Last fall Republicans launched a series of scathing attacks on Susan Rice as the U.S. Ambassador to the United Nations became the primary target in an attempt to smear the Obama administration in the wake of Benghazi. They accused her of purposely misleading the country on the nature of the attacks on the U.S. consulate in Benghazi during her appearances on the Sunday news shows. At times, the attacks turned personal.
Arizona Senator John McCain accused her of “not being very bright.” New Hampshire Senator Kelly Ayotte said Rice showed “incompetence” or was “blatantly misleading the American people.” South Carolina Senator Lindsay Graham claimed she was “so disconnected to reality, I don’t trust her.”
As supportive as the president remained of her throughout the process, the attacks eventually led Rice to withdraw her name from consideration for Secretary of State. And Republicans, still not satisfied, continued to tarnish her name.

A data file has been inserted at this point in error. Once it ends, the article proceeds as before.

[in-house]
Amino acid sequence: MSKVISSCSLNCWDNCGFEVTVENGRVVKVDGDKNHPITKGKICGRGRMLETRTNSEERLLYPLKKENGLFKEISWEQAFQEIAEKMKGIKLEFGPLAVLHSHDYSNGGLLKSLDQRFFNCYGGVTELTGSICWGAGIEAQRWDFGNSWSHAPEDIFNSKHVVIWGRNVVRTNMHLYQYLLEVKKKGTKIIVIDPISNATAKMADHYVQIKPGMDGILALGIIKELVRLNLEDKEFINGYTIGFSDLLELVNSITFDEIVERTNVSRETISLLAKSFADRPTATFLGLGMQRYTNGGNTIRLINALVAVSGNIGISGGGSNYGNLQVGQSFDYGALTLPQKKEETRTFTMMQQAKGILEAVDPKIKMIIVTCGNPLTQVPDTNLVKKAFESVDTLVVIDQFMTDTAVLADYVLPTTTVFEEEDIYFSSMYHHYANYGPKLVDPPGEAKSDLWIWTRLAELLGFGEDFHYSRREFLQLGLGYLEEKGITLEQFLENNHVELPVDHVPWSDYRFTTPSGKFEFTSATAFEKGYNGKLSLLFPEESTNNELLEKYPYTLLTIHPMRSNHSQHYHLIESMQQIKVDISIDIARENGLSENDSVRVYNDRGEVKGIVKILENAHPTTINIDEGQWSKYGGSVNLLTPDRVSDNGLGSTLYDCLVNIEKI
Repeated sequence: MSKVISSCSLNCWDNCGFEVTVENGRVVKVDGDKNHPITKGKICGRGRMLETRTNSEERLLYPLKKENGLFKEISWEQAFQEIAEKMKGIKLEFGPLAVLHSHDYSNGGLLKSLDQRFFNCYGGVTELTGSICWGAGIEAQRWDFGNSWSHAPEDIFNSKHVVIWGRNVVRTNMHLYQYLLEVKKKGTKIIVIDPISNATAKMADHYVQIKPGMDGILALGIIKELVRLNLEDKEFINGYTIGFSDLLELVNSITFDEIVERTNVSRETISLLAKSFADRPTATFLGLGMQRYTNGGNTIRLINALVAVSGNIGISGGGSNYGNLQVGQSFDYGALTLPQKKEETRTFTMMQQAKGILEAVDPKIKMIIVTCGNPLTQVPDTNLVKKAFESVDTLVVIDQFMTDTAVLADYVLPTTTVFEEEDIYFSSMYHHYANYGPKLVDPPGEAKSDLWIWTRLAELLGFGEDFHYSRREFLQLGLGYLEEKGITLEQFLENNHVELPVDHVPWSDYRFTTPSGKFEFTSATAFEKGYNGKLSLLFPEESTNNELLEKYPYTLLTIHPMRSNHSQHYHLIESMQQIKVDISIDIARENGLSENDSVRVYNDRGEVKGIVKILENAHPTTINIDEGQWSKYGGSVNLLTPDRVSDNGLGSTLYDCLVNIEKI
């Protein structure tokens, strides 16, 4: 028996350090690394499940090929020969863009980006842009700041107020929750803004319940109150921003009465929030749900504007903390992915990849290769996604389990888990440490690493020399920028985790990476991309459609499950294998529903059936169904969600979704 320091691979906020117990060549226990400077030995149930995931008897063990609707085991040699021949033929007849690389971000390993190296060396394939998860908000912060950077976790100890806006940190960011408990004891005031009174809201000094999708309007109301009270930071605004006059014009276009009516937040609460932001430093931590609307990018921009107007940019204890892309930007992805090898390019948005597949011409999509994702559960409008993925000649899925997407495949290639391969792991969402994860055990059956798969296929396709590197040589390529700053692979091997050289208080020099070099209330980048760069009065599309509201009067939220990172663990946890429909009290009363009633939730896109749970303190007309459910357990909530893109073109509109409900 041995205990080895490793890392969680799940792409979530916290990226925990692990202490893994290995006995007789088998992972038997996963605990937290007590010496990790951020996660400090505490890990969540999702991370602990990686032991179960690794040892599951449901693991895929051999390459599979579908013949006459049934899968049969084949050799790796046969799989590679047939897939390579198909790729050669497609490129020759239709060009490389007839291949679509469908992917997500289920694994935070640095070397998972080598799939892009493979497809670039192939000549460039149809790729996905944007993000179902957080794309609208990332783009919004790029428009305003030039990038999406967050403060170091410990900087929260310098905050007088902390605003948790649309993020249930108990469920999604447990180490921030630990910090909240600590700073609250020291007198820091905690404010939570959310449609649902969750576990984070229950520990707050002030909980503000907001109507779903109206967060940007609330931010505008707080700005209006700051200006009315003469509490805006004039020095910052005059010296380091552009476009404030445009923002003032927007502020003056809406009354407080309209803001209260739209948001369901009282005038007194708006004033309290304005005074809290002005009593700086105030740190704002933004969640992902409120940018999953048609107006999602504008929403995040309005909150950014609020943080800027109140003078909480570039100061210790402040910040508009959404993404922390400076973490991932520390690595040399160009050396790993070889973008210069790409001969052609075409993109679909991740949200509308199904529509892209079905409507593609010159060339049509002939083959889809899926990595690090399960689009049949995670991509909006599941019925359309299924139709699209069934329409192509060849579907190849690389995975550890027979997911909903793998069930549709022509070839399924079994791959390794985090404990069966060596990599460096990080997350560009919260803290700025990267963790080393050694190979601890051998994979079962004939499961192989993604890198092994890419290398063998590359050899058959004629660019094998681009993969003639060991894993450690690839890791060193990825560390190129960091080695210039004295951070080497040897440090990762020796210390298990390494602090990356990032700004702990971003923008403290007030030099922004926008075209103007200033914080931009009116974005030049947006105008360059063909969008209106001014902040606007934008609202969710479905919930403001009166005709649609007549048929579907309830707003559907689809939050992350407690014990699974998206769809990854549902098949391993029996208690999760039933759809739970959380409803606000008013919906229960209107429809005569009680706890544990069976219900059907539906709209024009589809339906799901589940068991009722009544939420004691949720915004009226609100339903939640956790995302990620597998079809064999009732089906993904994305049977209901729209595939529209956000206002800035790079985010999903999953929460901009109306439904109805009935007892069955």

But this week, she’s been vindicated. The 94-pages of emails released by the White House show that Rice had nothing to do with crafting the talking points she read on September 16.
As the Washington Post’s analysis of the emails found:
“Susan E. Rice, the U.S. ambassador to the United Nations, who did not directly participate in the e-mail exchanges, appeared on a series of Sunday shows two days after the Petraeus briefing. ….
White House officials have argued that Rice was using talking points that reflected the administration consensus at that time, and the e-mails appear to support that contention.
The talking points, which were edited a dozen times between Sept. 14 and 15, did not reach Rice, whose office made several pleas for them to be sent as quickly as possible, until after 3 p.m. the day before she appeared on the shows.”
So now that she’s been cleared, where’s the apology?
“The GOP smear campaign against Ambassador Rice was vicious, personal, and wrong,” said Rev. Al Sharpton on PoliticsNation on Thursday. “That’s why she deserves an apology, but I won’t hold my breath.”
She may still have the last laugh. New reports indicate that Rice is expected to be named to the role of National Security Adviser, a post that will bring her into the Obama cabinet–without sending her to the Senate for confirmation.